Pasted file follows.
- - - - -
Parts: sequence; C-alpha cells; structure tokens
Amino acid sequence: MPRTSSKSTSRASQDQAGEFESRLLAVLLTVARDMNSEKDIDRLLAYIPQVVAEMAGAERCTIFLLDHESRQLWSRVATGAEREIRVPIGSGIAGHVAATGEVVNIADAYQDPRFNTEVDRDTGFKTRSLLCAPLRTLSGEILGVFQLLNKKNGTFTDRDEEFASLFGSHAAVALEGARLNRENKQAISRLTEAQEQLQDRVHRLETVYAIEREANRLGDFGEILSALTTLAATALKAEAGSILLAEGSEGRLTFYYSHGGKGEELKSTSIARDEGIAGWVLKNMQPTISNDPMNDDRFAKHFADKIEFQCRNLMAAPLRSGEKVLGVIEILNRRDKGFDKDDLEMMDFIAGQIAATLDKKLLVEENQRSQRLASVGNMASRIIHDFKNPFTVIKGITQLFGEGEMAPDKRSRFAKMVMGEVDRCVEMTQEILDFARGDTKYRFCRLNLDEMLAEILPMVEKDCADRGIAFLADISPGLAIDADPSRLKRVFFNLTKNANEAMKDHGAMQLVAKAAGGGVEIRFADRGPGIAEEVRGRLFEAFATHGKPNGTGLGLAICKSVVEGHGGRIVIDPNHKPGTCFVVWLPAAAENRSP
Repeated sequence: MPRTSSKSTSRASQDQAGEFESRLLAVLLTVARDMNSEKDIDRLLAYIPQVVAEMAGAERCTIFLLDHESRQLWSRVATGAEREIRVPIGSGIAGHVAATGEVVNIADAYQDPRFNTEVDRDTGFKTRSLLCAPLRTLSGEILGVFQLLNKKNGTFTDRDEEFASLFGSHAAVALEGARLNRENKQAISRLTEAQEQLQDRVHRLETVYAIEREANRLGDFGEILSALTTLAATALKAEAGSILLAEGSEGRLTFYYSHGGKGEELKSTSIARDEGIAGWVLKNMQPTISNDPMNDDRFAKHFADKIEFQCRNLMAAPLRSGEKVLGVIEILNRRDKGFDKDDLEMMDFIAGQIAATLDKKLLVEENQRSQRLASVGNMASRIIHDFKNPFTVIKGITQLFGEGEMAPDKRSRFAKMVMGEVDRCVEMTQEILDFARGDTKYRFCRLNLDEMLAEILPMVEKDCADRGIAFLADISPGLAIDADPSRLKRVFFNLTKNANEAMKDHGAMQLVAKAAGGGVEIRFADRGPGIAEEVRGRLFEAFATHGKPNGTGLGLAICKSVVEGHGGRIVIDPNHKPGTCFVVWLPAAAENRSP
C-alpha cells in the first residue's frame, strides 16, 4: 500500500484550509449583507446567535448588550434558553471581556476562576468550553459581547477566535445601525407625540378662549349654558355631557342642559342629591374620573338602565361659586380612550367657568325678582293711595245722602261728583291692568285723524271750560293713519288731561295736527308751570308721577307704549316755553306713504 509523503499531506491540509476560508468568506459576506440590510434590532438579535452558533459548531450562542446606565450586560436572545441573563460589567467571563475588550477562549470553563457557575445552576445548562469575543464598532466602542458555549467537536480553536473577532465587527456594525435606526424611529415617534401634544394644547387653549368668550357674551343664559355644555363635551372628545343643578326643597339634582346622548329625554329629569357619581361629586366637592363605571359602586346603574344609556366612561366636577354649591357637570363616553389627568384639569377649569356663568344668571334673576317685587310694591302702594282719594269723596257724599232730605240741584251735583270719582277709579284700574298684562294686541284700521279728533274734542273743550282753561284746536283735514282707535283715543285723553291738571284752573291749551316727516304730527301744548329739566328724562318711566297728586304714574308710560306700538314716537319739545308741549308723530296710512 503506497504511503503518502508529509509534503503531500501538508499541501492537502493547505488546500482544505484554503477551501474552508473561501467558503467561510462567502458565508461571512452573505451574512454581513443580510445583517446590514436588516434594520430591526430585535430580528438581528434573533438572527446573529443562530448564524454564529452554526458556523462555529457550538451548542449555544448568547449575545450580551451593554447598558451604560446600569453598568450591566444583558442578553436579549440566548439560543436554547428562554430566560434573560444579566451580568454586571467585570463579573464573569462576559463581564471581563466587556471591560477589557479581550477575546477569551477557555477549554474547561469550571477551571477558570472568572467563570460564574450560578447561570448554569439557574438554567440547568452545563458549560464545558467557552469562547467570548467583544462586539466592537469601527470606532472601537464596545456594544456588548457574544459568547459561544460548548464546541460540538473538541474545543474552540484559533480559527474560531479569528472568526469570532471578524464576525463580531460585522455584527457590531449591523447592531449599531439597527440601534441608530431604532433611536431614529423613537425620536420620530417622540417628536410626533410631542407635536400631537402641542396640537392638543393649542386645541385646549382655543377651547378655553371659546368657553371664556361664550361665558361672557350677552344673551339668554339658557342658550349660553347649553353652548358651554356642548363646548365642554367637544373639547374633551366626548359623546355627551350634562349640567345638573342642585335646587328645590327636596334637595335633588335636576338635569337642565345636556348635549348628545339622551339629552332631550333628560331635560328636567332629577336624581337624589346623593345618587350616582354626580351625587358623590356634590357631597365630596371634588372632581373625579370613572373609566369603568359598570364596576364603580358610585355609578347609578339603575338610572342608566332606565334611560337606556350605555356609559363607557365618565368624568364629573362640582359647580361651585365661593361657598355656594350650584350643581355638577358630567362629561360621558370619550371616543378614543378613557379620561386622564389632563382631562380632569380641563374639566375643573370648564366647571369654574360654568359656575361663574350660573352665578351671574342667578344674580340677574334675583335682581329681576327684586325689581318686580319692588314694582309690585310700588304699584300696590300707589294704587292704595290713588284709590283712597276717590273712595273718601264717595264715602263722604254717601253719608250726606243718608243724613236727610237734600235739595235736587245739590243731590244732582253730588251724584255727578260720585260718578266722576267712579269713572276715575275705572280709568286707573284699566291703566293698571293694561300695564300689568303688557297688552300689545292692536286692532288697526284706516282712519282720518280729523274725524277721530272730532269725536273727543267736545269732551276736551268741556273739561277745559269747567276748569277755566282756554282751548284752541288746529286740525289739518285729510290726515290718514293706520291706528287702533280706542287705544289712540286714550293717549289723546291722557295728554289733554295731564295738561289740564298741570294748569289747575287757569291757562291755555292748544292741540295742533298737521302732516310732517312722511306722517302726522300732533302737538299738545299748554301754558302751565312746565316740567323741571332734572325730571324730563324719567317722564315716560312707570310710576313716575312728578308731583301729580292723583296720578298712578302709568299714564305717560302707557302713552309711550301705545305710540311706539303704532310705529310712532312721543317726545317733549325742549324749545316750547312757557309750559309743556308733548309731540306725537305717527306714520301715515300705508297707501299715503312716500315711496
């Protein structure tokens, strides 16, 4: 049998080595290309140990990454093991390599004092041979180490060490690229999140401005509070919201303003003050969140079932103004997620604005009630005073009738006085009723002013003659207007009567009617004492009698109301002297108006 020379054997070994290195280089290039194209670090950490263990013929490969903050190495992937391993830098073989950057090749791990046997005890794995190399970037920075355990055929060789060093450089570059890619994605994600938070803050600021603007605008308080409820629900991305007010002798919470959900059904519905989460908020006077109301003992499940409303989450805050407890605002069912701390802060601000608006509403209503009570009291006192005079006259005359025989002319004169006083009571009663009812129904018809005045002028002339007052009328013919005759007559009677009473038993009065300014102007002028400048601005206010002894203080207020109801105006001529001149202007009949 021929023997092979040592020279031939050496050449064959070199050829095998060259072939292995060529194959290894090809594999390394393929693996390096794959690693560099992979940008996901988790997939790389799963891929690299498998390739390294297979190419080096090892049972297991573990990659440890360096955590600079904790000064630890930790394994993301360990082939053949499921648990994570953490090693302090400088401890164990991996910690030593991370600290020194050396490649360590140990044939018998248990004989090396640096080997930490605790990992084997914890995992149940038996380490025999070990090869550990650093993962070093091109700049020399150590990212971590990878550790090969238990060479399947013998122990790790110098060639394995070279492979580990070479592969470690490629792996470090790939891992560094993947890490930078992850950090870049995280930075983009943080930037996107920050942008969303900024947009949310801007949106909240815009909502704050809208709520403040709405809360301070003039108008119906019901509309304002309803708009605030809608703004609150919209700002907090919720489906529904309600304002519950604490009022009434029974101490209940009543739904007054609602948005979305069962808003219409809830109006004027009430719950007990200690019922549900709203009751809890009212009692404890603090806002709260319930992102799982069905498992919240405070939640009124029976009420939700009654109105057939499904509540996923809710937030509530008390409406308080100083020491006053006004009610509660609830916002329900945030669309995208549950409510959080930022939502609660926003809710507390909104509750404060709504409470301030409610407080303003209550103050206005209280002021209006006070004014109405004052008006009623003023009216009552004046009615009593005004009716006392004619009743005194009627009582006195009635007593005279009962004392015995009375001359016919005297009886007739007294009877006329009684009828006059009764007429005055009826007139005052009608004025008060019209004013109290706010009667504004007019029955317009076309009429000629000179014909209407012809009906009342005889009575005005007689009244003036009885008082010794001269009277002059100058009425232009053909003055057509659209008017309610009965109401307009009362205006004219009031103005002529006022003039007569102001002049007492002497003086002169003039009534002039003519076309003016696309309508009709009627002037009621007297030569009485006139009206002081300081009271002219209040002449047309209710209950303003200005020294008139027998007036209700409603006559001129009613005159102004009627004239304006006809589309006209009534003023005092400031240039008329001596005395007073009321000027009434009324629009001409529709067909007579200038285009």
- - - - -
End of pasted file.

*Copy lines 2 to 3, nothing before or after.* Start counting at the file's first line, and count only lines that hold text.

Amino acid sequence: MPRTSSKSTSRASQDQAGEFESRLLAVLLTVARDMNSEKDIDRLLAYIPQVVAEMAGAERCTIFLLDHESRQLWSRVATGAEREIRVPIGSGIAGHVAATGEVVNIADAYQDPRFNTEVDRDTGFKTRSLLCAPLRTLSGEILGVFQLLNKKNGTFTDRDEEFASLFGSHAAVALEGARLNRENKQAISRLTEAQEQLQDRVHRLETVYAIEREANRLGDFGEILSALTTLAATALKAEAGSILLAEGSEGRLTFYYSHGGKGEELKSTSIARDEGIAGWVLKNMQPTISNDPMNDDRFAKHFADKIEFQCRNLMAAPLRSGEKVLGVIEILNRRDKGFDKDDLEMMDFIAGQIAATLDKKLLVEENQRSQRLASVGNMASRIIHDFKNPFTVIKGITQLFGEGEMAPDKRSRFAKMVMGEVDRCVEMTQEILDFARGDTKYRFCRLNLDEMLAEILPMVEKDCADRGIAFLADISPGLAIDADPSRLKRVFFNLTKNANEAMKDHGAMQLVAKAAGGGVEIRFADRGPGIAEEVRGRLFEAFATHGKPNGTGLGLAICKSVVEGHGGRIVIDPNHKPGTCFVVWLPAAAENRSP
Repeated sequence: MPRTSSKSTSRASQDQAGEFESRLLAVLLTVARDMNSEKDIDRLLAYIPQVVAEMAGAERCTIFLLDHESRQLWSRVATGAEREIRVPIGSGIAGHVAATGEVVNIADAYQDPRFNTEVDRDTGFKTRSLLCAPLRTLSGEILGVFQLLNKKNGTFTDRDEEFASLFGSHAAVALEGARLNRENKQAISRLTEAQEQLQDRVHRLETVYAIEREANRLGDFGEILSALTTLAATALKAEAGSILLAEGSEGRLTFYYSHGGKGEELKSTSIARDEGIAGWVLKNMQPTISNDPMNDDRFAKHFADKIEFQCRNLMAAPLRSGEKVLGVIEILNRRDKGFDKDDLEMMDFIAGQIAATLDKKLLVEENQRSQRLASVGNMASRIIHDFKNPFTVIKGITQLFGEGEMAPDKRSRFAKMVMGEVDRCVEMTQEILDFARGDTKYRFCRLNLDEMLAEILPMVEKDCADRGIAFLADISPGLAIDADPSRLKRVFFNLTKNANEAMKDHGAMQLVAKAAGGGVEIRFADRGPGIAEEVRGRLFEAFATHGKPNGTGLGLAICKSVVEGHGGRIVIDPNHKPGTCFVVWLPAAAENRSP